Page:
The optional argument primalstart is a dictionary with the key x which can be used to specify an initial value
for the primal variable . Similarly, the optional argument dualstart must be a dictionary with keys s and y.
The optional argument scaling takes one of the values ’primal’ (default) or ’dual’.
The optional argument kktsolver is used to specify the KKT solver. Possible values include:
’chol’ (default) solves the KKT system via a Cholesky factorization of the Schur complement
’qr’ solves the KKT system via a QR factorization
The solver returns a dictionary with the following keys:
’primal objective’, ’dual objective’ primal objective value and dual objective value.
’primal infeasibility’, ’dual infeasibility’ residual norms of primal and dual infeasibility.
’x’, ’s’, and ’y’ primal and dual variables.
’iterations’ number of iterations.
’cputime’, ’time’ total cputime and real time.
’gap’ duality gap.
’relative gap’ relative duality gap.
’status’
• has the value ’optimal’ if
(1/ )‖  − ()‖2
≤ feas ,
max{1, ‖‖2 }
(1/ )‖adj () +  −  ‖
≤ feas ,
max{1, ‖‖ }
 ≻c 0,
 ≻ 0,
and
 ∙
≤ abs
2
14
or
(︂
min{ ∙ , − } ≤ 0,
)︂
(1/ ) ∙ 
≤

.
rel
− min{ ∙ , − }
Chapter 5. Feedback and bug reports
SMCP Documentation, Release 0.3.1
• has the value ’primal infeasible’ if
  = 1,
‖adj () + ‖
≤ feas ,
max{1, ‖‖ }
 ≻ 0.
• has the value ’dual infeasible’ if
 ∙  = −1,
‖()‖2
≤ feas ,
max{1, ‖‖2 }
 ≻c 0.
• has the value ’unknown’ if maximum number iterations is reached or if a numerical error is encountered.
The following options can be set using the dictionary smcp.solvers.options:
’show_progress’ True or False; turns the output to the screen on or off (default: True).
’maxiters’ maximum number of iterations (default: 100).
’abstol’ absolute accuracy (default: 1e-6).
’reltol’ relative accuracy (default: 1e-6).
’feastol’ tolerance for feasibility conditions (default: 1e-8).
’refinement’ number of iterative refinement steps when solving KKT equations (default: 1).
’cholmod’ use Cholmod’s AMD embedding (defaults: False).
’dimacs’ report DIMACS error measures (default: True).
5.3.3 Solver interfaces
The following functions implement CVXOPT-like interfaces to the experimental solver chordalsolver_esd.
smcp.solvers.conelp(c, G, h[, dims[, kktsolver=’chol’ ]])
Interface to chordalsolver_esd.
smcp.solvers.lp(c, G, h[, kktsolver=’chol’ ])
Interface to conelp; see CVXOPT documentation for more information.
smcp.solvers.socp(c[, Gl, hl[, Gq, hq[, kktsolver=’chol’ ]]])
Interface to conelp; see CVXOPT documentation for more information.
smcp.solvers.sdp(c[, Gl, hl[, Gs, hs[, kktsolver=’chol’ ]]])
Interface to conelp; see CVXOPT documentation for more information.
5.3.4 The SDP object
class SDP(filename)
Class for SDP problems.
chordalsolver_esd.
Simplifies reading and writing SDP data files and includes a wrapper for
The constructor accepts sparse SDPA data files (extension ‘dat-s’) and data files created with the save method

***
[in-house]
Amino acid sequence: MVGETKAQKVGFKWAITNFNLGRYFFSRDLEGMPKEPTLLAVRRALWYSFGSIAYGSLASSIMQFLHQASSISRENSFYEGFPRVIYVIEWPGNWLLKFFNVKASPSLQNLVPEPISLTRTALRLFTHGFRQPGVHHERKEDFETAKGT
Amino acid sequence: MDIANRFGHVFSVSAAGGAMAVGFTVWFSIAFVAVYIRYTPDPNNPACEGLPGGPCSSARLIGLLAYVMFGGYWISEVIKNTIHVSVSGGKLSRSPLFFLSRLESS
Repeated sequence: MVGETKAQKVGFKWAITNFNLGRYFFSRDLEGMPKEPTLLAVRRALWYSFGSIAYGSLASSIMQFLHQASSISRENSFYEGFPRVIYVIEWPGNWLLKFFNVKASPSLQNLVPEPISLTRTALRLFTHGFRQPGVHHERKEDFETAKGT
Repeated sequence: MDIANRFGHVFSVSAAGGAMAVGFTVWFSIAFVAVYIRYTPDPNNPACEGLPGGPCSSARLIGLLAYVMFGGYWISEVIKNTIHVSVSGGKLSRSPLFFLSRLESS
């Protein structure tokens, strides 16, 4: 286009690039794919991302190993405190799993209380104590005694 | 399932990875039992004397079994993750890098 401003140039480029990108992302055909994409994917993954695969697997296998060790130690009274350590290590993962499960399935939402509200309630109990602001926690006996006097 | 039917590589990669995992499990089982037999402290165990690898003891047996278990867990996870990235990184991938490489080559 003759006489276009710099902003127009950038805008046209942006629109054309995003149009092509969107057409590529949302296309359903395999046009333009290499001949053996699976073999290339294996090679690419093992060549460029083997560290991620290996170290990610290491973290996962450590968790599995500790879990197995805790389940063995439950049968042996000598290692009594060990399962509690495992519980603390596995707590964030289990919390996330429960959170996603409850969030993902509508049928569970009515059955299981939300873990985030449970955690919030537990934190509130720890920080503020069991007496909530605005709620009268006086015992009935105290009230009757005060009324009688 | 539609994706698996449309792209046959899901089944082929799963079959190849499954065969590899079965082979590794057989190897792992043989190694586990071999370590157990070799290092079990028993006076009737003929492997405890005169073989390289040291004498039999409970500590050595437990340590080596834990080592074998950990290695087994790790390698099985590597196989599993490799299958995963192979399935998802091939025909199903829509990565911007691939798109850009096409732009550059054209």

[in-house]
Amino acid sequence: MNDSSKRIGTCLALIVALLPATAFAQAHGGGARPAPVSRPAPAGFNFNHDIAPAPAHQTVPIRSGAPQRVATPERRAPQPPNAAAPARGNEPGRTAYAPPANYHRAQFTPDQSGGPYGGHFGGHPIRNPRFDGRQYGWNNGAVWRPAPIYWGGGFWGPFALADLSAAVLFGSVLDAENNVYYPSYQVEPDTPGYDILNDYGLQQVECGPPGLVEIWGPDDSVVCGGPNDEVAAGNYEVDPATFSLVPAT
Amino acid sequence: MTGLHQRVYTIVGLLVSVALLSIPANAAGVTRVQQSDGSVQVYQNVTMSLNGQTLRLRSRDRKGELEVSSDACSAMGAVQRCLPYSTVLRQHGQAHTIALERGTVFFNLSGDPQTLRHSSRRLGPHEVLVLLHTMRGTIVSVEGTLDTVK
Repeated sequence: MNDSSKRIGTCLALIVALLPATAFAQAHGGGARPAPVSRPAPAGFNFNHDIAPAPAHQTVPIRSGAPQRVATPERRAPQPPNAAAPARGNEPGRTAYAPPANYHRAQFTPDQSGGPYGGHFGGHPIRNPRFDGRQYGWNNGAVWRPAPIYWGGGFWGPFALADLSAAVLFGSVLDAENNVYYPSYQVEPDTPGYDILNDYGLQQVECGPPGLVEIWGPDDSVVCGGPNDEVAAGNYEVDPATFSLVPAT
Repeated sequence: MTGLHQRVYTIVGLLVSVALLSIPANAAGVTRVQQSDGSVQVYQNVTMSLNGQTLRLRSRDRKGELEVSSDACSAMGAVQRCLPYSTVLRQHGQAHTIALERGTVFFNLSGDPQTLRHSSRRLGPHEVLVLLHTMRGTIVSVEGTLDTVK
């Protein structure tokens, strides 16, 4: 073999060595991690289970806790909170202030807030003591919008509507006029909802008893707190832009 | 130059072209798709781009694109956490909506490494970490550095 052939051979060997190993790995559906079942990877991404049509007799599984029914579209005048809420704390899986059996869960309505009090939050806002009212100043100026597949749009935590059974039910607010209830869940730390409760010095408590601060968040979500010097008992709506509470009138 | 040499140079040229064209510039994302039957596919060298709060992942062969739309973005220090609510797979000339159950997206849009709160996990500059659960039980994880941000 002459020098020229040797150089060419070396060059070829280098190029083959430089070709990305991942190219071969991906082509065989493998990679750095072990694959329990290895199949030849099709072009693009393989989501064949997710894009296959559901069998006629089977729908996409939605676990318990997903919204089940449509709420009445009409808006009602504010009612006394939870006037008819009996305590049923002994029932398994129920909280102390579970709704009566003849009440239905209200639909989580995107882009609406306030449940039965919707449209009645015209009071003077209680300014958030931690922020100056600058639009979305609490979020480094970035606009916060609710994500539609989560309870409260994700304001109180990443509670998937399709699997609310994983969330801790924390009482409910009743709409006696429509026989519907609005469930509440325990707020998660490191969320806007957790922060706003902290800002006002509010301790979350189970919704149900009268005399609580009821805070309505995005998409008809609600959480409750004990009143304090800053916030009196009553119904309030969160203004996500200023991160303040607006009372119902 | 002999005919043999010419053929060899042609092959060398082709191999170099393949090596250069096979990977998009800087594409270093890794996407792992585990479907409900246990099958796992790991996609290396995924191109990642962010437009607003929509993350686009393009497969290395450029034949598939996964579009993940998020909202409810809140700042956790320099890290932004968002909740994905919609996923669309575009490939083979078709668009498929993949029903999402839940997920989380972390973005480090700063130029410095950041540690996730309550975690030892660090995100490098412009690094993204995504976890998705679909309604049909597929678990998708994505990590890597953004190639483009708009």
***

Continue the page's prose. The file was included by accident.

(extension ‘pkl’). Data files compressed with Bzip2 can also be read (extensions ‘dat-s.bz2’ and ‘pkl.bz2’).
m
Number of constraints.
n
Order of semidefinite variable.
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A
Problem data: sparse matrix of size 2 × ( + 1) with columns vec(), vec(1 ), . . . , vec( ). Only
the lower triangular elements of , 1 , . . . ,  are stored.
b
Problems data: vector of length .
V
Sparse matrix with aggregate sparsity pattern (lower triangle).
nnz
Number of nonzero elements in lower triangle of aggregate sparsity pattern.
nnzs
Vector with number of nonzero elements in lower triangle of 0 , . . . ,  .
nzcols
Vector with number of nonzero columns in 1 , . . . ,  .
issparse
True if the number of nonzeros is less than 0.5 · ( + 1)/2, otherwise false.
ischordal
True if aggregate sparsity pattern is chordal, otherwise false.
get_A(i)
Returns the ‘th coeffiecient matrix  (0 ≤  ≤ ) as a sparse matrix. Only lower triangular elements are
stored.
write_sdpa([fname[, compress=False ]])
Writes SDP data to SDPA sparse data file. The extension ‘dat-s’ is automatically added to the filename.
The method is an interface to sdpa_write.
If compress is true, the data file is compressed with Bzip2 and ‘bz2’ is appended to the filename.
save([fname[, compress=False ]])
Writes SDP data to file using cPickle. The extension ‘pkl’ is automatically added to the filename.
If compress is true, the data file is compressed with Bzip2 and ‘bz2’ is appended to the filename.
solve_feas([scaling=’primal’[, kktsolver=’chol’[, primalstart[, dualstart ]]]])
Interface to the feasible start solver chordalsolver_feas. Returns dictionary with solution.
solve_phase1([kktsolver=’chol’[, M=1e5 ]])
Solves a Phase I problem to find a feasible (primal) starting point:
minimize 
subject to  ∙  =  ,  = , . . . , 
tr() ≤ 
 + ( − ) ⪰c 0,  ≥ 0
The variables are  ∈ S and  ∈ R, and  ∈ R++ is a small constant. If ⋆ < , the method returns
 ⋆ (which is a strictly feasible starting point in the original problem) and a dictionary (with information
about the Phase I problem). If  >=  the method returns (None, None).